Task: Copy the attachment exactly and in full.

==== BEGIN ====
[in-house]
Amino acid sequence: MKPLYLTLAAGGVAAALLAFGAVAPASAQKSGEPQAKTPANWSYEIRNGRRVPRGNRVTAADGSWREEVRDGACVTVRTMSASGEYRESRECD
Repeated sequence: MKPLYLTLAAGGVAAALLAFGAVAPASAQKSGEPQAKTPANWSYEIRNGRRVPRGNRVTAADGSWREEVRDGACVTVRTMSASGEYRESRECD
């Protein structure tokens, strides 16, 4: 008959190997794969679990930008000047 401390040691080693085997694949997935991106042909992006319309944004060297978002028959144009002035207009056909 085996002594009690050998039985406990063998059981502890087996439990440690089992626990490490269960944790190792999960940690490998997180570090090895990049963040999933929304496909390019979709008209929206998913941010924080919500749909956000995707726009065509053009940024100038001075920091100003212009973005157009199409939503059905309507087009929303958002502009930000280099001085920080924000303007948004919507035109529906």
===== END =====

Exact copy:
[in-house]
Amino acid sequence: MKPLYLTLAAGGVAAALLAFGAVAPASAQKSGEPQAKTPANWSYEIRNGRRVPRGNRVTAADGSWREEVRDGACVTVRTMSASGEYRESRECD
Repeated sequence: MKPLYLTLAAGGVAAALLAFGAVAPASAQKSGEPQAKTPANWSYEIRNGRRVPRGNRVTAADGSWREEVRDGACVTVRTMSASGEYRESRECD
């Protein structure tokens, strides 16, 4: 008959190997794969679990930008000047 401390040691080693085997694949997935991106042909992006319309944004060297978002028959144009002035207009056909 085996002594009690050998039985406990063998059981502890087996439990440690089992626990490490269960944790190792999960940690490998997180570090090895990049963040999933929304496909390019979709008209929206998913941010924080919500749909956000995707726009065509053009940024100038001075920091100003212009973005157009199409939503059905309507087009929303958002502009930000280099001085920080924000303007948004919507035109529906």